Faster File Uploads to AWS S3

Uploading files is a common requirement most of the applications have. And if you are on AWS cloud, you’re probably using S3 (Simple Storage Service) to store the files which is the cheapest option on the cloud. So now you should probably be wondering what’s the big deal with that? It is true that it’s very simple to implement file uploads with S3, but the way you implement it would directly affect the performance of your application and resource usage of your account.

Before moving on to the details, let’s see what would affect the performance and resource usage of file uploads.

  • Size of the file
  • Bandwidth of the server (available bandwidth)
  • Server concurrency ( how many connections it can handle )
  • Upload method ( multi parts or single part )

The traditional and most common way to implement file uploads is via a server-side api endpoint which accepts the file from the client (web or mobile) and uploads it to S3. The following diagram explains this model.

Let’s review the above model and see the downsides of using it?

  • Latency is hurt since there are two uploads (client -> server and server -> S3)
  • Server side bandwidth bottlenecks hurt the latency and throughput
  • Server side bandwidth usage cost has to be born by us
  • Multiple connections would add considerable pressure on to the server
  • Uploading file as a single part would hurt the throughput

And now comes the important question. How can we get rid of the above drawbacks? And what’s the alternative model we can use ?

Well, the simple answer would be, Let AWS handle it for us.

AWS S3 has provided a method to upload files via Pre-Signed URLs. What on earth does that mean ? Well, according to documentation,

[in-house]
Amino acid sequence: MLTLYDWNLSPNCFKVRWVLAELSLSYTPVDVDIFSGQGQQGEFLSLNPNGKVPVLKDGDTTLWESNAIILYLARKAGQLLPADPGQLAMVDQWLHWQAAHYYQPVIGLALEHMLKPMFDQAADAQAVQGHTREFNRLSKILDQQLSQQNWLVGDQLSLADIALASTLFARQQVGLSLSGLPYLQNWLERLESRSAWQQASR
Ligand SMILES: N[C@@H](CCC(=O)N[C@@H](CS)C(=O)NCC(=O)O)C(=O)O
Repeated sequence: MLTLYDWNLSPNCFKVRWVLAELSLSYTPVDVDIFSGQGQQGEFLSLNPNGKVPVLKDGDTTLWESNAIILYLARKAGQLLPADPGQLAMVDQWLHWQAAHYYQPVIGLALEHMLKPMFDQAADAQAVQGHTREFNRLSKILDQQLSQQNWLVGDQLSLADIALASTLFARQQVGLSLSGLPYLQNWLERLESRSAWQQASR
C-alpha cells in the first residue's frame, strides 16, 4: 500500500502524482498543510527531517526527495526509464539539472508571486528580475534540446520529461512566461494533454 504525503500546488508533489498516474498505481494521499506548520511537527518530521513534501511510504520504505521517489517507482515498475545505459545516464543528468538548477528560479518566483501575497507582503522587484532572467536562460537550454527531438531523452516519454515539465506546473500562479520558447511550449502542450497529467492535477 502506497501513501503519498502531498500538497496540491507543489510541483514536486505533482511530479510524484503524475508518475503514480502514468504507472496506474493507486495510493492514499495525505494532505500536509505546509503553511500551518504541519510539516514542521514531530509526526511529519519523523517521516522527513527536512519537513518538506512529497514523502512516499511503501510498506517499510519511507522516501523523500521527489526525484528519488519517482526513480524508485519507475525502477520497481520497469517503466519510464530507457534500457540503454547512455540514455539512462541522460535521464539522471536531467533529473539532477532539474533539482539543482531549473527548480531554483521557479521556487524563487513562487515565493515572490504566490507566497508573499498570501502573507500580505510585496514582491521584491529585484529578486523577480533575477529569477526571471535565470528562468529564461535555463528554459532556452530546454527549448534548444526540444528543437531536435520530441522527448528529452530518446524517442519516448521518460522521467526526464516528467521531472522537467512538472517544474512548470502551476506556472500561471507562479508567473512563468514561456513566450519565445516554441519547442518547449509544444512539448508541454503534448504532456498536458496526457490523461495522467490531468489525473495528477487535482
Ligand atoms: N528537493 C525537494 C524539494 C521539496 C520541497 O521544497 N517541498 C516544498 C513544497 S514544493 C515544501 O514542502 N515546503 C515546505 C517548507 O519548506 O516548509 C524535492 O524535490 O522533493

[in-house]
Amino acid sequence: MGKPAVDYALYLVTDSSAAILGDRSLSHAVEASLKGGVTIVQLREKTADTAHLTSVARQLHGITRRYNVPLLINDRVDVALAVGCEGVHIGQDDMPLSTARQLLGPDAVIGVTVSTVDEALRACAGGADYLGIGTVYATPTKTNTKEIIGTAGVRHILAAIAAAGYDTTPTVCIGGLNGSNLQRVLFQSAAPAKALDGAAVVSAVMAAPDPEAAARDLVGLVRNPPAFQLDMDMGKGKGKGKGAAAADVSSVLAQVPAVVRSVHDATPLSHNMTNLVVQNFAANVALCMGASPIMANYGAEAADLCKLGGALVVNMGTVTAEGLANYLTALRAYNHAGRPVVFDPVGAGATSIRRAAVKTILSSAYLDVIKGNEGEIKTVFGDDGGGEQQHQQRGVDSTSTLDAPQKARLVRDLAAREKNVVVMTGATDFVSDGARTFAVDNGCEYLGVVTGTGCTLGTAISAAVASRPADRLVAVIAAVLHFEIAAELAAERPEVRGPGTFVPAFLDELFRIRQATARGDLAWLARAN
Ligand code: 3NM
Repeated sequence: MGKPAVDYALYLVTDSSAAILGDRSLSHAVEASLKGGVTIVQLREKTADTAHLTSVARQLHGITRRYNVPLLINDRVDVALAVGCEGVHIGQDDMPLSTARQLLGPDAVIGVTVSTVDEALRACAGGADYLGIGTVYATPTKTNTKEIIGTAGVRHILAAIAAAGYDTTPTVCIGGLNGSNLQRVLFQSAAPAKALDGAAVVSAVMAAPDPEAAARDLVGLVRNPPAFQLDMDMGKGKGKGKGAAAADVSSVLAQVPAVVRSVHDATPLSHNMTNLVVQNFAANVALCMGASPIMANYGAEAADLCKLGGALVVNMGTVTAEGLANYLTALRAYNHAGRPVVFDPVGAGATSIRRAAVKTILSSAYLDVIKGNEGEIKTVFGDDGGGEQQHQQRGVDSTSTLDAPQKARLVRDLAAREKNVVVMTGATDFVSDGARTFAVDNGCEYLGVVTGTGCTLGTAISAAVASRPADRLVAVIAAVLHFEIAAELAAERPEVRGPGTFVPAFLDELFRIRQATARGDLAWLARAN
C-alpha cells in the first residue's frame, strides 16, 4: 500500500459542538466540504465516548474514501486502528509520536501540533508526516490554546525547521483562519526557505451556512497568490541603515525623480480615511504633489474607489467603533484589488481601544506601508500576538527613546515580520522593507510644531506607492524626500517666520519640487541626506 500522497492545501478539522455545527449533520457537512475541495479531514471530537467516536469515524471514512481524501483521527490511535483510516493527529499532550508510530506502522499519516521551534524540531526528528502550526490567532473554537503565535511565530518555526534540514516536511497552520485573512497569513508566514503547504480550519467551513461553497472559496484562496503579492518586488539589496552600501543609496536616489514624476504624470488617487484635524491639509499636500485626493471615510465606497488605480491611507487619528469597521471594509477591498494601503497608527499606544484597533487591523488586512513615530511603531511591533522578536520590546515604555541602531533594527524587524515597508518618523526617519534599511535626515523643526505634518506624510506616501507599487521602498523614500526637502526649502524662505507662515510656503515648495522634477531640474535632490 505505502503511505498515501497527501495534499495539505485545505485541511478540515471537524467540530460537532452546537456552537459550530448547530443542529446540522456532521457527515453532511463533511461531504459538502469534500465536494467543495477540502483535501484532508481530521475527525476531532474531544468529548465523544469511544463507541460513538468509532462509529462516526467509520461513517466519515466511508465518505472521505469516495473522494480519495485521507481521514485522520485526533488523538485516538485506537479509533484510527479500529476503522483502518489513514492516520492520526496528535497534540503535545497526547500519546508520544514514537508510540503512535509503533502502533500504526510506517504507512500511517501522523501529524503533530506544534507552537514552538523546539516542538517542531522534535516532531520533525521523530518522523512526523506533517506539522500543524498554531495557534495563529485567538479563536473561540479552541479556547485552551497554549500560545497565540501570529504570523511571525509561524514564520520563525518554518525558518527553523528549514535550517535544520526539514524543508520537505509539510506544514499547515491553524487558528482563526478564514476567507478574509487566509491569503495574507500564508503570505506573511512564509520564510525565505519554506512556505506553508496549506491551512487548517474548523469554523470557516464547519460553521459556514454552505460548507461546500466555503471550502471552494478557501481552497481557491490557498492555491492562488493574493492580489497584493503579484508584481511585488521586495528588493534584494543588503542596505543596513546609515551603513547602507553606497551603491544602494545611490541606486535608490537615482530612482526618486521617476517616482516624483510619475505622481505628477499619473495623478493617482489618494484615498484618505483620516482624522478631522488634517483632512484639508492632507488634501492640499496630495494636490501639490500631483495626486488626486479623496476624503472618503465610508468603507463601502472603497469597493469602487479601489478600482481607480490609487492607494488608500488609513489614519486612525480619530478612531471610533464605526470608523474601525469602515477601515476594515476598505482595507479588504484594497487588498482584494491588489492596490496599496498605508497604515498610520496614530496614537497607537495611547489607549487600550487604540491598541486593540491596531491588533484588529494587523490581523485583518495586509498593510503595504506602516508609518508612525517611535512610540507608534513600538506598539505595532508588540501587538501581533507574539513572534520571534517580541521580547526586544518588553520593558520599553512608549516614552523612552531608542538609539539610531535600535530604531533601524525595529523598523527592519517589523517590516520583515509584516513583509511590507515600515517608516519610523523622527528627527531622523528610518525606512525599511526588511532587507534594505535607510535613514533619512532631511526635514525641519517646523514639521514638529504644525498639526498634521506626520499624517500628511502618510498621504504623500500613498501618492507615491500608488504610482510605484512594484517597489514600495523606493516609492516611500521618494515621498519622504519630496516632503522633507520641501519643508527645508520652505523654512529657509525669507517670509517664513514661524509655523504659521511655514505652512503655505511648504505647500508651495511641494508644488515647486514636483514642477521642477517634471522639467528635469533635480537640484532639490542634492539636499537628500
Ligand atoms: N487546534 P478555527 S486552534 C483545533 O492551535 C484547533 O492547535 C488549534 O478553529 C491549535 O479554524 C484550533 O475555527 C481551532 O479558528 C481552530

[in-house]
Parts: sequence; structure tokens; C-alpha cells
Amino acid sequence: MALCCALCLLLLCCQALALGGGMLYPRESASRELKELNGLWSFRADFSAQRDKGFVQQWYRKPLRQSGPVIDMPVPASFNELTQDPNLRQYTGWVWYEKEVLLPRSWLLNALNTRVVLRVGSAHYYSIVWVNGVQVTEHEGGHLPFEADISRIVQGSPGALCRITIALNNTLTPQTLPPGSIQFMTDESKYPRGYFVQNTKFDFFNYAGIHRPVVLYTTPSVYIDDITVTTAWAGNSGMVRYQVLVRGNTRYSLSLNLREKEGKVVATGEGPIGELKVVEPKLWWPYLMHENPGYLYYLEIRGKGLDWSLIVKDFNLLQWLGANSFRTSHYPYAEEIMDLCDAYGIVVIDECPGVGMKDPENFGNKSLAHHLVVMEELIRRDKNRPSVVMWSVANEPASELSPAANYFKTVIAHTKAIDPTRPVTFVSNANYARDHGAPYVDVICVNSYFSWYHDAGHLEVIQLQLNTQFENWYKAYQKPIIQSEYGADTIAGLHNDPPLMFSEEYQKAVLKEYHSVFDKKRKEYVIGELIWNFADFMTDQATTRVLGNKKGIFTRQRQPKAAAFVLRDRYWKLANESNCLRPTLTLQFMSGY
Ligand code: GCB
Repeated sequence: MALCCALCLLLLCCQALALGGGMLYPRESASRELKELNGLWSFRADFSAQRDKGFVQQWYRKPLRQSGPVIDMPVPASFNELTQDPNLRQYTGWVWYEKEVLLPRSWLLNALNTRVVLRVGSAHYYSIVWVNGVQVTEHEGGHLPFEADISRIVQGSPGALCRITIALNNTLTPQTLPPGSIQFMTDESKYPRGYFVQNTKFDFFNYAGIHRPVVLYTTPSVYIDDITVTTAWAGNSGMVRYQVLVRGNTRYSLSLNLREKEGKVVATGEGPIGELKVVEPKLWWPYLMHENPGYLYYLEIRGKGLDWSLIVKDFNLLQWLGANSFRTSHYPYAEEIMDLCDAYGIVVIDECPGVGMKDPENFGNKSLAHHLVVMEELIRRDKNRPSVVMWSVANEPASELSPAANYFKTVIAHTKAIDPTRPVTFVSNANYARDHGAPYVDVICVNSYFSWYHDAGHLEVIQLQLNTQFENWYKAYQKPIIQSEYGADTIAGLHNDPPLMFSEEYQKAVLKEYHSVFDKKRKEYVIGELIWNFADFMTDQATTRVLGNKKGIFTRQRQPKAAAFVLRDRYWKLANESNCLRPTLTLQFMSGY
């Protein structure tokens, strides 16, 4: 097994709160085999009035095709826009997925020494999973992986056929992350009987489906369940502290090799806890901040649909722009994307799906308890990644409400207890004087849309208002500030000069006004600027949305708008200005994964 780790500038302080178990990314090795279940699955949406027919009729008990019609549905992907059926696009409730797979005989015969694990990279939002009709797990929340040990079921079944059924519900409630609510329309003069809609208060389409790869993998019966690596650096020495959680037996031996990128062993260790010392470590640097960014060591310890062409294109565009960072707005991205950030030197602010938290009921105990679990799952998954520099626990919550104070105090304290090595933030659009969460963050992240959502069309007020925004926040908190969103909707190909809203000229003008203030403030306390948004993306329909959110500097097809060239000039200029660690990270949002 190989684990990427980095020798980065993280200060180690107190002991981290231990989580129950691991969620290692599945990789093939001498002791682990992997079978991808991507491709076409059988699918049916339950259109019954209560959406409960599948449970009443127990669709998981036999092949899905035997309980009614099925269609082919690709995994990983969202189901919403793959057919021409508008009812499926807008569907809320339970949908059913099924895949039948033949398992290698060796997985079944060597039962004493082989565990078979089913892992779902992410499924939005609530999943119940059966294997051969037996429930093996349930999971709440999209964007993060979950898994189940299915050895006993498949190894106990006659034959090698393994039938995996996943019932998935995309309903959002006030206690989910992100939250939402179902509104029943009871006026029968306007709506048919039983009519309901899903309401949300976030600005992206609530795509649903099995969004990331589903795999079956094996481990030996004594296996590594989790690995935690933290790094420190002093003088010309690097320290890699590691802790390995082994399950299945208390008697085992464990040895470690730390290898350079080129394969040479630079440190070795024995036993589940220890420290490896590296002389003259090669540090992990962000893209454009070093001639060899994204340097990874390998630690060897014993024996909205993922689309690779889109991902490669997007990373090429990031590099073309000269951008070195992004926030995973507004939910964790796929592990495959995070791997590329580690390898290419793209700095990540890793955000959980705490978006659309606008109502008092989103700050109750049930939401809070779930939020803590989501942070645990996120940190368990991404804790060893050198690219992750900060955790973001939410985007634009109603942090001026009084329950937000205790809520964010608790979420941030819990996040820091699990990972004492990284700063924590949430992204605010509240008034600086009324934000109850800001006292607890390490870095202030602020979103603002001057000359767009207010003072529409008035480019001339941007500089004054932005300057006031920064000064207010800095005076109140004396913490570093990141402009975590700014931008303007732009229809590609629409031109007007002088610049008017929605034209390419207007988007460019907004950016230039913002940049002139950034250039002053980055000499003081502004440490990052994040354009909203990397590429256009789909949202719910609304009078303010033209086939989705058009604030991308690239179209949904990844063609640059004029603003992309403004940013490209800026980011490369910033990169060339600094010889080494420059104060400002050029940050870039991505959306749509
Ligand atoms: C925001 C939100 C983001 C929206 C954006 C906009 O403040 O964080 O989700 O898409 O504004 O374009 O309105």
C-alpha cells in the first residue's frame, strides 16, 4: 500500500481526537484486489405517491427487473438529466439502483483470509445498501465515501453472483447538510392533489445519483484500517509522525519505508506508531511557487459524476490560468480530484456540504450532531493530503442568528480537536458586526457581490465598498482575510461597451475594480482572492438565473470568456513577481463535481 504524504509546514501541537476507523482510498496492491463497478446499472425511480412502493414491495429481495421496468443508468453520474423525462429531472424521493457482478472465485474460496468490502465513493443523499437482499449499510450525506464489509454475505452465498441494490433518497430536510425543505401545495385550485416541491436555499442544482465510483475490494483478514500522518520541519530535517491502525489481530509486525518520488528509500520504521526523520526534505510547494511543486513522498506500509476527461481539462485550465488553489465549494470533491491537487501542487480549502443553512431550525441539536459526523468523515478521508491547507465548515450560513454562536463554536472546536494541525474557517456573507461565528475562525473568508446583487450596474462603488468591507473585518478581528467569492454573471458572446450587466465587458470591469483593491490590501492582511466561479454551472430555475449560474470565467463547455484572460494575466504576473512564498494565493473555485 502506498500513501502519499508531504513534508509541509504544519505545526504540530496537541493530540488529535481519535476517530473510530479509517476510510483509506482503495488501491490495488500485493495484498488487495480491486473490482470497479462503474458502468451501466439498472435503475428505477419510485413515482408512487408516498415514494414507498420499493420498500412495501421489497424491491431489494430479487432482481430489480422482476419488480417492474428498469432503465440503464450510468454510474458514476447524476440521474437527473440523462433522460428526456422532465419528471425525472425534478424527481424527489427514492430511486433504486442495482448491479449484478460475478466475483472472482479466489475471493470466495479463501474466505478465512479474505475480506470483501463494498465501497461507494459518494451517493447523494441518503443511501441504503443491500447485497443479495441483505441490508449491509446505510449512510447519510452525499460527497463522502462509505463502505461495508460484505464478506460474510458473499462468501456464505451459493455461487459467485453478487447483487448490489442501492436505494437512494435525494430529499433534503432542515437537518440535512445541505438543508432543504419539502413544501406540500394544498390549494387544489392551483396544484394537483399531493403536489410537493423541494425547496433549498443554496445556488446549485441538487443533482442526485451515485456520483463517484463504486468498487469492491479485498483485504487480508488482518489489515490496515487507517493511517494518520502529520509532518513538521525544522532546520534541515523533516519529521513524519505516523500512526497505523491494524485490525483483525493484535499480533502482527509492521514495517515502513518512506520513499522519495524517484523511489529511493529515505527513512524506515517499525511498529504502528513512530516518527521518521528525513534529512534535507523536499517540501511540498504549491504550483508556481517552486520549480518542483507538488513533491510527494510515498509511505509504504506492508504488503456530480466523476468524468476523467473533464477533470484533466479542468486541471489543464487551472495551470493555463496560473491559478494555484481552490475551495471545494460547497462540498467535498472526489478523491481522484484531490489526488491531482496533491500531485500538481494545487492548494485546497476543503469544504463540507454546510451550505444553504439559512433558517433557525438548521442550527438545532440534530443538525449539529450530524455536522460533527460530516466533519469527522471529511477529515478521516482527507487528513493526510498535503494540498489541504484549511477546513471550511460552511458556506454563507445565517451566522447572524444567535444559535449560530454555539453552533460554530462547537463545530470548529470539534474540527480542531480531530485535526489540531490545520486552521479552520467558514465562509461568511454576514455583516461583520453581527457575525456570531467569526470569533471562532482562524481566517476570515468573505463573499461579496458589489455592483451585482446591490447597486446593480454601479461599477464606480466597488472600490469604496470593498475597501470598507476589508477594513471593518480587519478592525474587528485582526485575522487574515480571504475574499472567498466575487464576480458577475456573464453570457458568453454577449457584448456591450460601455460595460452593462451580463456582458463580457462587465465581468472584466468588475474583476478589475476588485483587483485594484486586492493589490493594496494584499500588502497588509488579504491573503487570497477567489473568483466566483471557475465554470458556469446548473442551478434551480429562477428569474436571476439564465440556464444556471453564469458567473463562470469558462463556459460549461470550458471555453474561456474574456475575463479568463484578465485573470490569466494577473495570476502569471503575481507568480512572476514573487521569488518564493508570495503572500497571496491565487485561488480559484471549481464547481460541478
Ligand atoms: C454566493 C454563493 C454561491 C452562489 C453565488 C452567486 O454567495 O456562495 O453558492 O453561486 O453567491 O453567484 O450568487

A pre-signed URL gives you access to the object identified in the URL, provided that the creator of the pre-signed URL has permissions to access that object.

In simple terms, it’s a URL which has predefined permissions to modify a particular object. And using that URL, the client (web or mobile) can upload a file directly to AWS S3. The diagram below shows how this model works.

Let’s look at the steps involved in the above model.

  1. The client requests a pre-signed URL from the server.
  2. The server generates a pre-signed URL via the AWS SDK and sends it to the client.
  3. The client uploads the file directly to S3 using the pre-signed URL.

So what are the benefits we can achieve through this?

  • Direct upload to S3 from client reduces latency.
  • High bandwidth availability at AWS backends provides high throughput.
  • AWS backends offer high concurrency.
  • No pressure on our server.
  • The client doesn’t need to have security credentials to directly upload to S3.

You sometimes might feel that this is not that important, but remember this clearly has an impact on the performance of file uploads and reduces the resource usage by a considerable amount when we have fairly large amounts of users.

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